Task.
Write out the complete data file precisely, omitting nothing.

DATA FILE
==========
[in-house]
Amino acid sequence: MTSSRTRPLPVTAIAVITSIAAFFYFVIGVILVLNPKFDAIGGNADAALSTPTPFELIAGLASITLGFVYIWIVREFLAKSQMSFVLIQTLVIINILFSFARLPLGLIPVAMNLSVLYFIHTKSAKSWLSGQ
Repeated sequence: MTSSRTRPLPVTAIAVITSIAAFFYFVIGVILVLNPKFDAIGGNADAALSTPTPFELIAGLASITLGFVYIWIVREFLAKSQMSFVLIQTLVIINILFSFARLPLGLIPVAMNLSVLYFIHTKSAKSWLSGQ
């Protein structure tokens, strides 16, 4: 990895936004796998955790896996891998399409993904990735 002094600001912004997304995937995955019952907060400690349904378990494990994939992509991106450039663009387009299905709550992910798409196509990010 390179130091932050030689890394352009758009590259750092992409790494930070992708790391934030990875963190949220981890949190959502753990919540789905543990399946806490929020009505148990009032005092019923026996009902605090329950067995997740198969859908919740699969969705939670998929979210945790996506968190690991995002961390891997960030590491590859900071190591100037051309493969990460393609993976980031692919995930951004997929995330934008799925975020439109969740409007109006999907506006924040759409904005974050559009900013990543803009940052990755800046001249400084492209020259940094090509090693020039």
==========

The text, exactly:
[in-house]
Amino acid sequence: MTSSRTRPLPVTAIAVITSIAAFFYFVIGVILVLNPKFDAIGGNADAALSTPTPFELIAGLASITLGFVYIWIVREFLAKSQMSFVLIQTLVIINILFSFARLPLGLIPVAMNLSVLYFIHTKSAKSWLSGQ
Repeated sequence: MTSSRTRPLPVTAIAVITSIAAFFYFVIGVILVLNPKFDAIGGNADAALSTPTPFELIAGLASITLGFVYIWIVREFLAKSQMSFVLIQTLVIINILFSFARLPLGLIPVAMNLSVLYFIHTKSAKSWLSGQ
């Protein structure tokens, strides 16, 4: 990895936004796998955790896996891998399409993904990735 002094600001912004997304995937995955019952907060400690349904378990494990994939992509991106450039663009387009299905709550992910798409196509990010 390179130091932050030689890394352009758009590259750092992409790494930070992708790391934030990875963190949220981890949190959502753990919540789905543990399946806490929020009505148990009032005092019923026996009902605090329950067995997740198969859908919740699969969705939670998929979210945790996506968190690991995002961390891997960030590491590859900071190591100037051309493969990460393609993976980031692919995930951004997929995330934008799925975020439109969740409007109006999907506006924040759409904005974050559009900013990543803009940052990755800046001249400084492209020259940094090509090693020039």